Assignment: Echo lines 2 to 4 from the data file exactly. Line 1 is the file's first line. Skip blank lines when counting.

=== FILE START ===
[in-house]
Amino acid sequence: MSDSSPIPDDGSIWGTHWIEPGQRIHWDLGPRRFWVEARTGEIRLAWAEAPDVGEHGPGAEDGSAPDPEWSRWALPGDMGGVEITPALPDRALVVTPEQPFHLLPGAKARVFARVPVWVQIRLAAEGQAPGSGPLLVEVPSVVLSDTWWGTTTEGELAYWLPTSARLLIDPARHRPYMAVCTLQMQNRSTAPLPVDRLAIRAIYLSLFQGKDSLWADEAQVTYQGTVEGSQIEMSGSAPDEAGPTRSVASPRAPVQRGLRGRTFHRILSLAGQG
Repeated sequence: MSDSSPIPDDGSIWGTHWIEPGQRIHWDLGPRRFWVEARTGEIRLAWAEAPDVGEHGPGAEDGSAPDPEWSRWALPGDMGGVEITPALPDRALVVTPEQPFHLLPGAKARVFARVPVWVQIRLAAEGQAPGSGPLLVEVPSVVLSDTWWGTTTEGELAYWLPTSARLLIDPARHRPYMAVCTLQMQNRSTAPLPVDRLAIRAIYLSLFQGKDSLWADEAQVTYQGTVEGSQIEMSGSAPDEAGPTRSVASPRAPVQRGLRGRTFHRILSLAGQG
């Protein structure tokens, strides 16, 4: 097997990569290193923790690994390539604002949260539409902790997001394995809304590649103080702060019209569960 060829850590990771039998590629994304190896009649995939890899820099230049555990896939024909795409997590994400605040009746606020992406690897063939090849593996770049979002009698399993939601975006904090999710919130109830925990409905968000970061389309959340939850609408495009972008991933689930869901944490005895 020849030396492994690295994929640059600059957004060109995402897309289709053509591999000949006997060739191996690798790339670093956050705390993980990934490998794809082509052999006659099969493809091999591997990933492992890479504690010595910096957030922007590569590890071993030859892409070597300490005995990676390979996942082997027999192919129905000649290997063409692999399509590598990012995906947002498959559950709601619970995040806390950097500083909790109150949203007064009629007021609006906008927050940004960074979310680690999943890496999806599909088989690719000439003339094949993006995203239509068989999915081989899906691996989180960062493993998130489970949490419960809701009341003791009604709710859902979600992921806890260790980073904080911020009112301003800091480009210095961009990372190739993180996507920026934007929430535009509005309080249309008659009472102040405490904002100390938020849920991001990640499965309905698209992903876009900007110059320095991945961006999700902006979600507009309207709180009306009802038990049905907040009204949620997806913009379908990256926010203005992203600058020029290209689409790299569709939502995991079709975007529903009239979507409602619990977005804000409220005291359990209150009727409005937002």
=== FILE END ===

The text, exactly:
Amino acid sequence: MSDSSPIPDDGSIWGTHWIEPGQRIHWDLGPRRFWVEARTGEIRLAWAEAPDVGEHGPGAEDGSAPDPEWSRWALPGDMGGVEITPALPDRALVVTPEQPFHLLPGAKARVFARVPVWVQIRLAAEGQAPGSGPLLVEVPSVVLSDTWWGTTTEGELAYWLPTSARLLIDPARHRPYMAVCTLQMQNRSTAPLPVDRLAIRAIYLSLFQGKDSLWADEAQVTYQGTVEGSQIEMSGSAPDEAGPTRSVASPRAPVQRGLRGRTFHRILSLAGQG
Repeated sequence: MSDSSPIPDDGSIWGTHWIEPGQRIHWDLGPRRFWVEARTGEIRLAWAEAPDVGEHGPGAEDGSAPDPEWSRWALPGDMGGVEITPALPDRALVVTPEQPFHLLPGAKARVFARVPVWVQIRLAAEGQAPGSGPLLVEVPSVVLSDTWWGTTTEGELAYWLPTSARLLIDPARHRPYMAVCTLQMQNRSTAPLPVDRLAIRAIYLSLFQGKDSLWADEAQVTYQGTVEGSQIEMSGSAPDEAGPTRSVASPRAPVQRGLRGRTFHRILSLAGQG
């Protein structure tokens, strides 16, 4: 097997990569290193923790690994390539604002949260539409902790997001394995809304590649103080702060019209569960 060829850590990771039998590629994304190896009649995939890899820099230049555990896939024909795409997590994400605040009746606020992406690897063939090849593996770049979002009698399993939601975006904090999710919130109830925990409905968000970061389309959340939850609408495009972008991933689930869901944490005895 020849030396492994690295994929640059600059957004060109995402897309289709053509591999000949006997060739191996690798790339670093956050705390993980990934490998794809082509052999006659099969493809091999591997990933492992890479504690010595910096957030922007590569590890071993030859892409070597300490005995990676390979996942082997027999192919129905000649290997063409692999399509590598990012995906947002498959559950709601619970995040806390950097500083909790109150949203007064009629007021609006906008927050940004960074979310680690999943890496999806599909088989690719000439003339094949993006995203239509068989999915081989899906691996989180960062493993998130489970949490419960809701009341003791009604709710859902979600992921806890260790980073904080911020009112301003800091480009210095961009990372190739993180996507920026934007929430535009509005309080249309008659009472102040405490904002100390938020849920991001990640499965309905698209992903876009900007110059320095991945961006999700902006979600507009309207709180009306009802038990049905907040009204949620997806913009379908990256926010203005992203600058020029290209689409790299569709939502995991079709975007529903009239979507409602619990977005804000409220005291359990209150009727409005937002």